You may have seen the news this morning that Angelina Jolie has taken the hugely brave step of having a double mastectomy after discovering she is a carrier of the BRCA1 gene. Angelina is currently healthy but lost her mum to breast cancer at the age of fifty nine. Angelina then discovered that she has an 87% chance of developing breast cancer and decided to take this news head on and protect herself by removing both breasts, thus removing the threat.
I applaud Angelina’s bravery; I would do exactly the same in her position. It’s an incredible decision to make, but as Angelina points out, it’s also very empowering, taking the threat and stopping it in its tracks. Any woman taking this huge step is a hero in my book!
I thought today would be an ideal day to look into mastectomies and I hope you find this blog post interesting and useful.
If you would like more information on BRCA1 please click: http://pennysophia.blogspot.co.uk/2012/11/gene-mutations-and-cancer.html
If you would like more information on cancer of the breast please click: http://pennysophia.blogspot.co.uk/2012/05/cancer-types-breast.html
What is a Mastectomy?
A mastectomy is the removal of a whole breast. There are five different types of mastectomy:
Simple or Total Mastectomy - This concentrates on the breast tissue itself. The surgeon removes the entire breast but does not usually remove the lymph nodes located in the armpit (although this can happen occasionally if the lymph nodes are found in the breast tissue during the surgery). No muscles are removed from underneath the breast during this type of mastectomy.
A SIMPLE OR TOTAL MESTECTOMY IS USUALLY APPROPRIATE FOR WOMEN WITH LARGE AREAD OF DCIS OR MULTIPLE DCIS. IT IS USUALLY APPROPRIATE FOR WOMEN SEEKING PREVENTATIVE MASTECTOMIES.
Modified Radical Mastectomy – This involves removal of both the breast tissue and lymph nodes. The entire breast is removed by the surgeon and an axillary lymph node dissection is performed to remove level I and II of the lymph nodes in your armpit. No muscles from underneath the breast are removed.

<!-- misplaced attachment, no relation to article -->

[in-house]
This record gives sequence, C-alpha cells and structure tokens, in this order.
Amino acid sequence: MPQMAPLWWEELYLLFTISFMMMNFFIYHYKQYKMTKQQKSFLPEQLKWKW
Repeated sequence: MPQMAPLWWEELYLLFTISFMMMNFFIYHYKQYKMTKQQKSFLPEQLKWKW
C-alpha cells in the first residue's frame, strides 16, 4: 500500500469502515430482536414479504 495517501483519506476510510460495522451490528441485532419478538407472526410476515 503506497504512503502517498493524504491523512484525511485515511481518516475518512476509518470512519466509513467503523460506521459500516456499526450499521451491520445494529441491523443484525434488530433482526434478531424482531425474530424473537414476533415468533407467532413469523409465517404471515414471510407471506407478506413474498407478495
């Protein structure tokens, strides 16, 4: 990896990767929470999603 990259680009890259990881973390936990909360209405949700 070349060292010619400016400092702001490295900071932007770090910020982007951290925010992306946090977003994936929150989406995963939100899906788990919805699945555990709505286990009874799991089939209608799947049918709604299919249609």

PEOPLE WITH INVASIVE BREAST CANCER MAY HAVE A MODIFIED RADICAL MASTECTOMY SO THAT THEIR LYMPH NODES CAN BE EXAMINED AS THIS WILL ALLOW THE SPECIALIST TO DETERMINE IF THE CANCER HAS SPREAD BEYOND THE BREAST.
Radical Mastectomy – This is the most extensive type of mastectomy and involves removing the entire breast, level I, II and III of the armpit lymph nodes and the chest wall muscles found under the breast.
RADICAL MASECTOMIES ARE ONLY RECOMMENDED FOR PEOPLE WHOSE BREAST CANCER HAS SPREAD TO THE MUSCLES UNDER THE BREAST. THIS USED TO BE A VERY COMMON TYPE OF MASTECOMY BUT THE MODIFIED VERSION HAS PROVED TO BE JUST AS EFFECTIVE BUT FAR LESS DISFIGURING.
Partial Mastectomy – This involves removing the cancerous part of the breast tissue and normal margins of healthy tissue around it. This is kind of like a lumpectomy, although more tissue is removed.
Subcutaneous Mastectomy (Nipple Sparing) – This is seen as a controversial option by some specialists as all of the breast tissue is removed but the nipple is not touched and as some tissue could be left behind and develop into cancer. It can cause distortion or numbness in the nipple.
Reasons to Have a Mastectomy:
A mastectomy is a huge surgical procedure with lifelong repercussions so it isn’t for everyone. It could be the best way forward for you if you fit any of the following criteria:
*If your tumour is over 5cm
*If your breast is small and a lumpectomy would leave very little scar tissue
*If you have already undergone multiple lumpectomies to try and remove a tumour and have been unable to obtain clear margins.
*If a lumpectomy and radiation is not an option for you
*If you believe total removal of breast tissue would give you better peace of mind then a lumpectomy
Breast Reconstruction Surgery:
It may be possible for you to have your breasts reconstructed during the same surgical procedure as the mastectomy. This is known as immediate reconstruction. An advantage of this may be sparing yourself the trauma of having an empty space where your breast used to be. However, the decision to reconstruct your breast on top of having a mastectomy may be too much emotionally and physically so you may also wait months or years to have your reconstructive surgery.
There are many different techniques available for breast reconstruction, including inserting an implant or tissue from another body part.
You Are Not Alone:
Lots of women have been through this procedure, some for preventative reasons and others because they have had breast cancer. In recent years celebrities such as Sharon Osbourne, Michelle Heaton, Giuliana Rancic and Christina Applegate have all had mastectomies. It doesn’t make you any less of a woman; in fact it makes you a warrior and enables you to beat cancer at its own game.
Sending lots of love to any women considering a mastectomy, recovering from a mastectomy or living life to the full after a mastectomy, you are braver then you know!
For more information please visit www.cancerresearchuk.org